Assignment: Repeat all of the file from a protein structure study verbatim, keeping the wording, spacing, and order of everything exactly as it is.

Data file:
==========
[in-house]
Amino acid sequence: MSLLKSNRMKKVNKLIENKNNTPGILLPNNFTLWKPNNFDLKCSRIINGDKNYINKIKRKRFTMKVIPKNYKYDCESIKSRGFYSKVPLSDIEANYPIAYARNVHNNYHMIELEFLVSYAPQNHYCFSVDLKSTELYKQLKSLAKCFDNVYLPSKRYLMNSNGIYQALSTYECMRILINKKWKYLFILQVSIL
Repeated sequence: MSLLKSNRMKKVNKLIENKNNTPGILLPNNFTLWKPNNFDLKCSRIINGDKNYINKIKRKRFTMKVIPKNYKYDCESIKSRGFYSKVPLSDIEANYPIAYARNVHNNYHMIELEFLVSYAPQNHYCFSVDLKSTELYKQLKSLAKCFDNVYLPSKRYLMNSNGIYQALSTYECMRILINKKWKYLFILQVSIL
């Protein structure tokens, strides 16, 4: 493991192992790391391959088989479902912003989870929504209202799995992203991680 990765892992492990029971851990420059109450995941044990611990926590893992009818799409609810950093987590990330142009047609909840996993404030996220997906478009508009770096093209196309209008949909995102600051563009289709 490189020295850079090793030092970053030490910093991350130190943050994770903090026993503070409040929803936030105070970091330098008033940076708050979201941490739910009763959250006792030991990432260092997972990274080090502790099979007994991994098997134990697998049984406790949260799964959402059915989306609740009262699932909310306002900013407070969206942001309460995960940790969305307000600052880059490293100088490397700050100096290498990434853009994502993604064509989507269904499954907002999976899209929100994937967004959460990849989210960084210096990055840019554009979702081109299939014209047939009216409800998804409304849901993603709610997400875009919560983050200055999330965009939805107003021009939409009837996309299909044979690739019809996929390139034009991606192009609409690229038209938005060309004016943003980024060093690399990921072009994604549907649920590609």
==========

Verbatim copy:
[in-house]
Amino acid sequence: MSLLKSNRMKKVNKLIENKNNTPGILLPNNFTLWKPNNFDLKCSRIINGDKNYINKIKRKRFTMKVIPKNYKYDCESIKSRGFYSKVPLSDIEANYPIAYARNVHNNYHMIELEFLVSYAPQNHYCFSVDLKSTELYKQLKSLAKCFDNVYLPSKRYLMNSNGIYQALSTYECMRILINKKWKYLFILQVSIL
Repeated sequence: MSLLKSNRMKKVNKLIENKNNTPGILLPNNFTLWKPNNFDLKCSRIINGDKNYINKIKRKRFTMKVIPKNYKYDCESIKSRGFYSKVPLSDIEANYPIAYARNVHNNYHMIELEFLVSYAPQNHYCFSVDLKSTELYKQLKSLAKCFDNVYLPSKRYLMNSNGIYQALSTYECMRILINKKWKYLFILQVSIL
């Protein structure tokens, strides 16, 4: 493991192992790391391959088989479902912003989870929504209202799995992203991680 990765892992492990029971851990420059109450995941044990611990926590893992009818799409609810950093987590990330142009047609909840996993404030996220997906478009508009770096093209196309209008949909995102600051563009289709 490189020295850079090793030092970053030490910093991350130190943050994770903090026993503070409040929803936030105070970091330098008033940076708050979201941490739910009763959250006792030991990432260092997972990274080090502790099979007994991994098997134990697998049984406790949260799964959402059915989306609740009262699932909310306002900013407070969206942001309460995960940790969305307000600052880059490293100088490397700050100096290498990434853009994502993604064509989507269904499954907002999976899209929100994937967004959460990849989210960084210096990055840019554009979702081109299939014209047939009216409800998804409304849901993603709610997400875009919560983050200055999330965009939805107003021009939409009837996309299909044979690739019809996929390139034009991606192009609409690229038209938005060309004016943003980024060093690399990921072009994604549907649920590609």